Sex addicts act out in many ways from masturbation while viewing magazines and online pornography to frequent casual sex. A supposedly good person may look pious and upright, but is frequenting prostitutes. Perhaps a spouse infrequently sneaks out of home to catch glimpses of another undressing. Some visit strip bars several times a week, while other partners have affair after affair, constantly on the hunt for sexual involvement.
While partners of these addicts wonder why this person won't stop, it is not a simple matter of willpower, being sorry, and instant change. This behavior is compulsive with many underlying problems. It is a time-consuming and costly addiction, as much time is taken in coverup and maintaining sexual activity to alter one’s mood.
Some of the following keys are found in sex addicts:
A sex addict may have experienced early sexualization or sexual abuse. A child may have seen explicit sex or been exposed to pornography. The child then becomes the perpetrator, repeating what has happened to him, repeating intrusive sexuality. On the other hand, one may become a sex addict due to being a part of a rigid and nonaffectionate family. Sex addiction is often a form of attempting to gain control.
Sex addicts often have low esteem, can find little purpose in life, or feel insecure. Relationships are hard while he feels out of control. Of course, sexual addiction only increases this shame.
Sex addicts often lead double lives. While loving family, they spend hours maintaining their addiction. If a Christian, he is riddled with guilt, as this behavior goes against his beliefs, but he feels if he is exposed, he will lose all. Nevertheless, he struggles to stop the addiction, as it maintains his mood.
The sex addict often has no close friends, while often sex addicts may know one another, protecting each other to stave off loneliness. The marriage will tend also to be shallow. They wish that sex could drown out the pain and create intimacy, but due to their many issues, this is an impossibility as lovemaking is deeply relational.
Sex addicts suffer from constant guilt, shame and pain. Addicts feel ashamed and unacceptable, alleviate the shame with their addiction, only then to feel the shame return. Some of this can be traced back to childhood, where the child needed acceptance, affirmation, boundaries, to be loved and to give love.
The sex addict often has a need to live on the edge and to be outrageous. Sneaking around to hotels, calling prostitutes, glimpses on computers, as the addict needs the adrenaline rush. This is often at its highest when life is stressful.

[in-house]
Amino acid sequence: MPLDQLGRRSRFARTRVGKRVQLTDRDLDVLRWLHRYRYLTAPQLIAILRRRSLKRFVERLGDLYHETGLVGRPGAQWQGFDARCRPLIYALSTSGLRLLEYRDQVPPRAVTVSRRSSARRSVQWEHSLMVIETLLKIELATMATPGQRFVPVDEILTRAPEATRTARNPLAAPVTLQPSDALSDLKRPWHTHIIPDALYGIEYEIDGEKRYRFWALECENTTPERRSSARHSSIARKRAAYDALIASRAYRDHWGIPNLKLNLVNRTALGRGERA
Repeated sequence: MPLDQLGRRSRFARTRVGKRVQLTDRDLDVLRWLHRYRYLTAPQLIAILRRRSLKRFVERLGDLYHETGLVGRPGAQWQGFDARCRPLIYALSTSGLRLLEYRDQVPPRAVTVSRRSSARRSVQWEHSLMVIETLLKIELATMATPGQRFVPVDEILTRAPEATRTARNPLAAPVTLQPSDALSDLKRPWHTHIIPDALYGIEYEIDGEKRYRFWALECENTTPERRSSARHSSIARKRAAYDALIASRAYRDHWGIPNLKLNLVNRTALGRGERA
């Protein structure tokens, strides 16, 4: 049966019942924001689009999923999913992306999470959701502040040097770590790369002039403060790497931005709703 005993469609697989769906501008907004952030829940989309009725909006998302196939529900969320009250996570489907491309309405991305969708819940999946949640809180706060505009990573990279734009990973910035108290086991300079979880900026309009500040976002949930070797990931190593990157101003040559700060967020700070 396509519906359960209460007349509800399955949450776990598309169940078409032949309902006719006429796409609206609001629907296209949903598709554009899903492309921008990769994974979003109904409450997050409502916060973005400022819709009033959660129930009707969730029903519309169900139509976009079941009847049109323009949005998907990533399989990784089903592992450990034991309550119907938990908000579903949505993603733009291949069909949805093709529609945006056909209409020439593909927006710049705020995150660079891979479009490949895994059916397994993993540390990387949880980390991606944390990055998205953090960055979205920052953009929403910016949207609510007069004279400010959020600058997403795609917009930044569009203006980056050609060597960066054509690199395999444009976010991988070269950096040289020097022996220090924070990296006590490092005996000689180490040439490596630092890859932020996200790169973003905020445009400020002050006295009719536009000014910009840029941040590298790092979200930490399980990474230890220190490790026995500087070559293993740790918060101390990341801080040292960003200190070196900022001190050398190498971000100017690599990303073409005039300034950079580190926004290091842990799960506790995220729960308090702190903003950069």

Finally, the sex addict uses sex to relieve stress, to celebrate an accomplishment or to relieve boredom. It is nothing to do with intimacy, mutual enjoyment or relationships. Rather this use of sex uses others, and results in immense guilt and dissatisfaction. While the addict has lost perspective, sex becomes the most important thing in life.
For the sex addict, sex has lost its real meaning, that of one-flesh companionship, and is therefore used destructively, hurting those around them.
While words are instant, the breaking out of addiction takes much longer. The understanding, love and grace of family and friends is crucial despite the betrayal, pain and shock. Family issues and lack of intimacy will need to be worked on, and so a partner cannot be an addict’s accountability.
Accountability and help can come through a support group, and here one can find the support to work through denial. No accountability generally leads to no recovery.
All addictive behavior must stop, and sometimes this interferes with the sexual relationship with a partner. There will be grief and relapses, but as the addiction is brought under control, relapses hopefully are less and less. Lying and hiding has become a way of life for the addict, as he knows when he is going to act out. In these times, he has a choice as to whether he finds a friend or a therapist to talk through the situation, or to continue in the addiction.
The sex addict needs to make the choice to become relentlessly honest, and at first truthfulness is not a natural thing. This person with whom to become honest is likely a therapist or good friend who will love unconditionally despite the addiction, and will hold the addict accountable. While the addict is honest with a spouse, this burden cannot be theirs.
Pain in this addiction is related to the desire to be intimate, but a fear of what might happen. Groups to practice interrelational skills are good opportunities, as these move the addict toward intimate relationships. Addiction goes against intimacy as it is not trusting, not fun, holds no positivity, warmth or comfort or honest and open communication. While partners of addicts will need help and support themselves, the addict initially will find these interrelational groups difficult, but over time, will find relationships easier.
Marriage seminars and workshops are helpful to build the marriage, as the intimacy in the marriage may be being examined for the first time. Sex is relational rather than being objective. Communication skills and how to nurture and show love to one’s partner are essential. This is a process that takes time and patience rather than, as said previously, merely words spoken.